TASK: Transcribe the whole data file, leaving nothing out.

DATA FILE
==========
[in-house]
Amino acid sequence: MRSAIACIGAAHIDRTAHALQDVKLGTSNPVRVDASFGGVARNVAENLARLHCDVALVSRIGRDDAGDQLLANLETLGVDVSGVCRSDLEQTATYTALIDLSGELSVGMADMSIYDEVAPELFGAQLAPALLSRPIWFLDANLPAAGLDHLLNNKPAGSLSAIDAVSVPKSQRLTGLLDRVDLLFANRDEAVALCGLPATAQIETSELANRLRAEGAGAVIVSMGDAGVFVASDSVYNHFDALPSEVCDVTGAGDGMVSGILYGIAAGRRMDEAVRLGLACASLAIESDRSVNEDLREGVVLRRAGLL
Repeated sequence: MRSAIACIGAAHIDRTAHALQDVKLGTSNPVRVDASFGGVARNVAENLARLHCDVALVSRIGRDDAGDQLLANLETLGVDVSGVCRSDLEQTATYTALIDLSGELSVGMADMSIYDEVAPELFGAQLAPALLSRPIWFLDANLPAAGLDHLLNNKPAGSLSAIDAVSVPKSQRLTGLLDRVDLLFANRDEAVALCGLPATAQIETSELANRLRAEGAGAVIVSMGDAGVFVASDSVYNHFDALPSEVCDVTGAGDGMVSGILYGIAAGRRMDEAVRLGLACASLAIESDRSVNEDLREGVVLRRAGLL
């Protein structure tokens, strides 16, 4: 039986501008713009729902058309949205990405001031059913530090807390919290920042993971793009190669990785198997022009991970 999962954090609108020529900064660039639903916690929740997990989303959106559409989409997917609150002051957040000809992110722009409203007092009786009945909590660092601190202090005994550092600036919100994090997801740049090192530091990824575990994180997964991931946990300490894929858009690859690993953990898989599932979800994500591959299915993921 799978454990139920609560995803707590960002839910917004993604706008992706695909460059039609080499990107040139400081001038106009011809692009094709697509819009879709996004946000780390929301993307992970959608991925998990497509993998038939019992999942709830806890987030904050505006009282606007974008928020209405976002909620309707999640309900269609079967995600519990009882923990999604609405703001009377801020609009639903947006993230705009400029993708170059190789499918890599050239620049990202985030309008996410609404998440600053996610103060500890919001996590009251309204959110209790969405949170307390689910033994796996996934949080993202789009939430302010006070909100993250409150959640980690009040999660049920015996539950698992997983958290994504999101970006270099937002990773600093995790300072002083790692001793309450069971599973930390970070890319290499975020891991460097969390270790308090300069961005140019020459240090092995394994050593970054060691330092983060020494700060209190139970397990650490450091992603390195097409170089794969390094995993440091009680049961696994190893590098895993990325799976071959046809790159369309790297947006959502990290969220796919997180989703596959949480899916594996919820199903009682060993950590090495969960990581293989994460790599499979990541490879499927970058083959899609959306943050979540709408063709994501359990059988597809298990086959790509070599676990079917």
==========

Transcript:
[in-house]
Amino acid sequence: MRSAIACIGAAHIDRTAHALQDVKLGTSNPVRVDASFGGVARNVAENLARLHCDVALVSRIGRDDAGDQLLANLETLGVDVSGVCRSDLEQTATYTALIDLSGELSVGMADMSIYDEVAPELFGAQLAPALLSRPIWFLDANLPAAGLDHLLNNKPAGSLSAIDAVSVPKSQRLTGLLDRVDLLFANRDEAVALCGLPATAQIETSELANRLRAEGAGAVIVSMGDAGVFVASDSVYNHFDALPSEVCDVTGAGDGMVSGILYGIAAGRRMDEAVRLGLACASLAIESDRSVNEDLREGVVLRRAGLL
Repeated sequence: MRSAIACIGAAHIDRTAHALQDVKLGTSNPVRVDASFGGVARNVAENLARLHCDVALVSRIGRDDAGDQLLANLETLGVDVSGVCRSDLEQTATYTALIDLSGELSVGMADMSIYDEVAPELFGAQLAPALLSRPIWFLDANLPAAGLDHLLNNKPAGSLSAIDAVSVPKSQRLTGLLDRVDLLFANRDEAVALCGLPATAQIETSELANRLRAEGAGAVIVSMGDAGVFVASDSVYNHFDALPSEVCDVTGAGDGMVSGILYGIAAGRRMDEAVRLGLACASLAIESDRSVNEDLREGVVLRRAGLL
């Protein structure tokens, strides 16, 4: 039986501008713009729902058309949205990405001031059913530090807390919290920042993971793009190669990785198997022009991970 999962954090609108020529900064660039639903916690929740997990989303959106559409989409997917609150002051957040000809992110722009409203007092009786009945909590660092601190202090005994550092600036919100994090997801740049090192530091990824575990994180997964991931946990300490894929858009690859690993953990898989599932979800994500591959299915993921 799978454990139920609560995803707590960002839910917004993604706008992706695909460059039609080499990107040139400081001038106009011809692009094709697509819009879709996004946000780390929301993307992970959608991925998990497509993998038939019992999942709830806890987030904050505006009282606007974008928020209405976002909620309707999640309900269609079967995600519990009882923990999604609405703001009377801020609009639903947006993230705009400029993708170059190789499918890599050239620049990202985030309008996410609404998440600053996610103060500890919001996590009251309204959110209790969405949170307390689910033994796996996934949080993202789009939430302010006070909100993250409150959640980690009040999660049920015996539950698992997983958290994504999101970006270099937002990773600093995790300072002083790692001793309450069971599973930390970070890319290499975020891991460097969390270790308090300069961005140019020459240090092995394994050593970054060691330092983060020494700060209190139970397990650490450091992603390195097409170089794969390094995993440091009680049961696994190893590098895993990325799976071959046809790159369309790297947006959502990290969220796919997180989703596959949480899916594996919820199903009682060993950590090495969960990581293989994460790599499979990541490879499927970058083959899609959306943050979540709408063709994501359990059988597809298990086959790509070599676990079917």